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Laptop won't start without AC


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#1 domvolpe427

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Posted 14 January 2018 - 11:33 PM

Good evening everyone,

 

Specs 

 

HP Envy 15 x360 PC, Model# 15-U010dx,

Product # G6T84UA#ABA. 

Windows 10 64bit. 

BIOS Version/Date F.37, 11/3/2017

 

The issue I am having is that whenever I pull the AC from the laptop, I lose all power and the system just shuts down completely. When I try and press the power button, nothing ends up turning on. When I do have the AC plugged in, the AC light on the right side of the computer continues to blink. The battery  says  that it's plugged in  and 49% and not charging.  

 

I did some looking around and I decided OK, maybe I have a faulty battery, so I ended up  buying a new battery, I opened up the laptop and replaced it. Boom! I was able to turn on the laptop without having the AC plugged in.  10 minutes later, the system shut down on me again and I was not able to turn it back on without plugging it back in again. 

 

I started getting BIOs checksum error and every time the AC was disconnected my BIOS would reset, so I decided to update my BIOS; the bios ended up being out of date, so I figured that would help.  Nope. The only thing that this ended up doing was whenever I pull the AC on the computer, it no longer gives me a BIOS checksum error and it doesnt reset on me anymore. 

 

I have  no idea what to do anymore,   It's starting to frustrate me... Am I going to have to get a new laptop, or is there something else I can do.  I heard that replacing the BIOS battery might help, but when I had the laptop open, I didn't see the battery. Maybe I missed it?

 

Please help. 

 

Thank you

 

Dominick Volpe



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#2 dc3

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Posted 15 January 2018 - 11:27 AM

How did you determine what battery you needed?

 

The battery has to very important specifications which need to be matched, the DC Voltage, and the Amperage or Ah.  Example:  19.5VDC @ 4A  or  4Ah (Amps or Amp hours).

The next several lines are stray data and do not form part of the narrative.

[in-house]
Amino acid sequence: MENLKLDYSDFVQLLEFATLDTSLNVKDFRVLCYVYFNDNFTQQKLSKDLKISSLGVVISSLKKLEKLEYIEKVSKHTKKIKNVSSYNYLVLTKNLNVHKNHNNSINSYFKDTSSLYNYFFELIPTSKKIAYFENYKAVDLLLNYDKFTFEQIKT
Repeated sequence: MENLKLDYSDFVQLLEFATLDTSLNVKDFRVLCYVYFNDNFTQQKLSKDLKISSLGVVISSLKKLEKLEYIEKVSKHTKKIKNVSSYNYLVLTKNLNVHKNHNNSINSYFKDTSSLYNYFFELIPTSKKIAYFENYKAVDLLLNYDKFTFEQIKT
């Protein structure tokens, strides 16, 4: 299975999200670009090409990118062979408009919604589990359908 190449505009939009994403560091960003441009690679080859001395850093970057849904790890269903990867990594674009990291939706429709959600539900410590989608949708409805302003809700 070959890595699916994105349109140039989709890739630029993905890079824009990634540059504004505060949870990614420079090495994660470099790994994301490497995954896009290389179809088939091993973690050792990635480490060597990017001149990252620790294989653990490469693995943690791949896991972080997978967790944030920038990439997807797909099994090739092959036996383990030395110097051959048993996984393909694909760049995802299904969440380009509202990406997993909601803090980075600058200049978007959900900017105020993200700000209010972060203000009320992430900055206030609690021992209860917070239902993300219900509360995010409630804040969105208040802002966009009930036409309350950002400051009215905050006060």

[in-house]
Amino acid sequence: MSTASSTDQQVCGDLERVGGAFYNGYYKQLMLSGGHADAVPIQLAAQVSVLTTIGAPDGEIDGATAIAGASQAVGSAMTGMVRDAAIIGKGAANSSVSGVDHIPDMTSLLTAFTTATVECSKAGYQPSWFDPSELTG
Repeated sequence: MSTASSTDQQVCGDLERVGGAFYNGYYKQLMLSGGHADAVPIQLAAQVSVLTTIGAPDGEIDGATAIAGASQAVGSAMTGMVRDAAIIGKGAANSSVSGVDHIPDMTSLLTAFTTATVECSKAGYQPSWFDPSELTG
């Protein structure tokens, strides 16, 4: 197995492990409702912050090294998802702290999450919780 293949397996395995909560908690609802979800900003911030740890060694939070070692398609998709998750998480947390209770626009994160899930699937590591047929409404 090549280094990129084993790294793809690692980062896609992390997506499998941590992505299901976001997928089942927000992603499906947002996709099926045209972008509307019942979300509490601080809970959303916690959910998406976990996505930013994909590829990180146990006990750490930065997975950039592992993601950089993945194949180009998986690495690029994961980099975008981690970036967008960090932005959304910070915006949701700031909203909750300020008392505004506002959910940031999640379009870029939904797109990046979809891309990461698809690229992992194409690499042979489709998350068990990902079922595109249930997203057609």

The voltage can vary by a few volts, but the amperage has to be at least the required amperage or higher.


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#3 domvolpe427

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Posted 15 January 2018 - 11:39 AM

How did you determine what battery you needed?

 

The battery has to very important specifications which need to be matched, the DC Voltage, and the Amperage or Ah.  Example:  19.5VDC @ 4A  or  4Ah (Amps or Amp hours).

 

The voltage can vary by a few volts, but the amperage has to be at least the required amperage or higher.

I just got the part # from the old battery and ordered a replacement battery online. So I know it's the exact replacement.  I also checked the replacement against the  HP website. 



#4 dc3

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Posted 15 January 2018 - 11:44 AM

Look on the power adapter to see what the voltage and amperage should be and check this against what the battery indicates.

 

Was the replacement battery produced by the same manufacturer as the original?

 

I see so many topics where the wrong voltage or amperage was the cause of a new battery failing to work properly.  What you are describing sounds exactly like that is the cause.


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#5 mightywiz

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Posted 15 January 2018 - 01:35 PM

is it an OEM replacement or is it a generic replacement?  generics don't have the same circuitry that the OEM batteries do.  and that could be part of your problem also.

and dc3 is correct if you got the wrong size battery, mainly larger current battery then what your power adapter can handle.



#6 DavisMcCarn

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Posted 16 January 2018 - 02:51 PM

I love it when people don't read!

Here is the support page for your laptop:

https://support.hp.com/us-en/product/HP-ENVY-15-u000-x360-Convertible-PC/6944194/model/7174404?sku=G6T84UA

 

Right off the bat, I get popups about a battery recall and an ac adapter recall.  The ac adapter issue is a bad cord from the adapter to the wall being a fire hazard so I don't think it is a problem; but, the battery recall also tests your battery so I think you should follow those links to check.

The CMOS battery will not be causing your problem (period) so don't bother chasing that line of thought.